Sunday, October 4, 2009

What Motivates You to Ask?


Two days ago, I went on a hike with my friend Paul from the Netherlands and a woman that I met at the coffee shop who loves to hike. I've talked with her at different times in the coffee shop and there's  something about her that I just really like. She has a gorgeous smile, and her face is very expressive. She always seems to be doing something, like preparing for hikes. And, even though she is a quiet person who takes time to open up to people, she has shared several experiences she had on her hiking trips.

The three of us had a great time hiking. In three hours, we walked a trail up to the top of the mountain and saw amazing views of the Berkshires. We visited a little shelter that people use for overnight camping.  We chatted about nature, life, etc.

After our hike we ate lunch together while our sweat-drenched bodies cooled down and our wet clothes had time to dry!


That night, we listened to music together. (For the people living around Great Barrington: the Fuel coffee shop now has live music every Friday Night from 5 - 8pm). While there, I asked my new friend many questions.

My motivation that evening was to know more about her. What does she like? What does she hate? What is her biggest dream? What is her biggest fear? If she would make a picture of the most wonderful amazing future she could imagine, what would it look like? Would she have a partner? Children? What is she doing right now with her life? What does she like about it? What does she want to change? What does she see as fun and exiting? Etcetera...

OK, I think I turned out to be a little overwhelming! My enthusiasm for her and all the questions that I had for her seemed to result in her deciding to withdraw a bit. At this point, it is not clear to me that she would like to build up a friendship with me.

This made me think. A lot of you know that I also can be very quiet sometimes. More than once, Mark and I have gone out with people who later would tell Mark that they had translated my quietness into "Iris is not enjoying herself".   They felt that they had to pull me into the conversation by asking questions.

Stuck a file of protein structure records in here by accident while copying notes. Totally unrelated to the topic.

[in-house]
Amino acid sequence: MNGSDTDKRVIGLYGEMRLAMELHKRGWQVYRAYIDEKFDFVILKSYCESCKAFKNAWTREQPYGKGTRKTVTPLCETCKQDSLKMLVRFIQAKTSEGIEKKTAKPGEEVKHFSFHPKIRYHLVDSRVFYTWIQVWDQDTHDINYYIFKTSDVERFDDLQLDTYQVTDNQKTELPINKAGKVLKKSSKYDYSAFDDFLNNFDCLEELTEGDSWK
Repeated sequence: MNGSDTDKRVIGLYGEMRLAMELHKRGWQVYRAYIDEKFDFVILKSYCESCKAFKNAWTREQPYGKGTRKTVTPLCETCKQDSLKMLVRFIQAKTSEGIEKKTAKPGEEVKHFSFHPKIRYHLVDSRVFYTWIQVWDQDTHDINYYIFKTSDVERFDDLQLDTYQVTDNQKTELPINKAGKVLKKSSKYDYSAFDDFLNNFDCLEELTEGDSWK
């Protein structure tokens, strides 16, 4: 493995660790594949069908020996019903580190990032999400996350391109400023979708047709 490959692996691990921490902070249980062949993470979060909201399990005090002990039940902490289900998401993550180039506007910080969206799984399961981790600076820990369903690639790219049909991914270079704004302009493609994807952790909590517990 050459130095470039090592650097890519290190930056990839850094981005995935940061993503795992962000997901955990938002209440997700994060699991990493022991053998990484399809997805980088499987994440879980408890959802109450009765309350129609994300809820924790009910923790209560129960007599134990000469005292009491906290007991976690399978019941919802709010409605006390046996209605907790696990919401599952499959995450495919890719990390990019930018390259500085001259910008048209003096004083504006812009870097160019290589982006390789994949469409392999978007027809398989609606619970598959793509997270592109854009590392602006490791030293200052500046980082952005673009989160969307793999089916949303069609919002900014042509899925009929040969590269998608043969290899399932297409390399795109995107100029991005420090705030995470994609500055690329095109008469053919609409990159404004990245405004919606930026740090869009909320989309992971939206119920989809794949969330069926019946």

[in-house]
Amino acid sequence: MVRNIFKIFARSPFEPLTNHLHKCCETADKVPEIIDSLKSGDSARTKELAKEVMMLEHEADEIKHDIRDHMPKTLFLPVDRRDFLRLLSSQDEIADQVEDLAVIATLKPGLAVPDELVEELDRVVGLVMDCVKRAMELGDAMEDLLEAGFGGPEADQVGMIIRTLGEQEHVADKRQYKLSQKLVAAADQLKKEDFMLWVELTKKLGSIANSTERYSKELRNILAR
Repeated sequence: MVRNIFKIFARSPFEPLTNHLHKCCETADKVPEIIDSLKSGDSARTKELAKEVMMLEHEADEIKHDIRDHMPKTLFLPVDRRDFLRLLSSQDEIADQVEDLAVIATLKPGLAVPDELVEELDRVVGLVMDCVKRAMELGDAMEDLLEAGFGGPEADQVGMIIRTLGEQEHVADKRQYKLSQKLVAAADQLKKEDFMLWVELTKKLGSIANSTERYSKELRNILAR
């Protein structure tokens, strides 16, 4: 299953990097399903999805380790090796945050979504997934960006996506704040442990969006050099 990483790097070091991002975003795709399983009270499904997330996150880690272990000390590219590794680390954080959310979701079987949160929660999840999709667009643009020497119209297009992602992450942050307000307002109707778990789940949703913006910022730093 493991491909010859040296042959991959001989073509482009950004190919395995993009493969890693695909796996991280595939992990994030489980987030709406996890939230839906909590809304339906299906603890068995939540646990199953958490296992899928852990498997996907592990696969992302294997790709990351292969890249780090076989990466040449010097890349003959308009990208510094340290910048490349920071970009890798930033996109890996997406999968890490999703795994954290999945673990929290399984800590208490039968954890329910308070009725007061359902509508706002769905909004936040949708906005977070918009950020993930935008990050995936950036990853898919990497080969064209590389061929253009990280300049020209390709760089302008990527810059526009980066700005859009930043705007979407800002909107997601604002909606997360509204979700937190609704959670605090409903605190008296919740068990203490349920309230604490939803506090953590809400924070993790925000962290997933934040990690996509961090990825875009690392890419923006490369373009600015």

I personally do not believe that the amount of talking you do has anything to do with enjoying yourself or not. I do believe that people who engage me in conversation because they feel they "have to" or they believe I'm not happy  have something to work on themselves! It isn't their interest in who I am and what I think that motivates them to talk with me, it's their discomfort around my being quiet.

To make a long story short, I started this story because I was asking myself "did I do the same with my new friend?"

The answer  to me is a very clear "No". I do really want to get to know this woman, not to make her feel comfortable and not to change her, but because I want to develop a friendship with her. I believe that, in friendships, you can ask anything. It is a loving and supporting thing to do! It's an expression of care and love and interest in the person. Questions are a very helpful tool to get to know each other inside and out.

So, I want to leave you with these questions:
  • What are your motivations when you start a conversation? 
  • How do they change from person to person? 
  • Who have you conversed with to create a deeper friendship? 
  • Who have you conversed with in order to get something done (like a work situation or setting up an activity)? 
  • What's a time when you started asking questions (or even just talking to a person) in order to make yourself feel comfortable with their being quiet? 
  • Do you believe that, in friendships, you can ask anything? 
  • Do you ask your friends questions about what they are feeling and thinking, or do you wait for them to volunteer it?
I wish you a great day with people wanting to know more about you and you wanting to know more about them!

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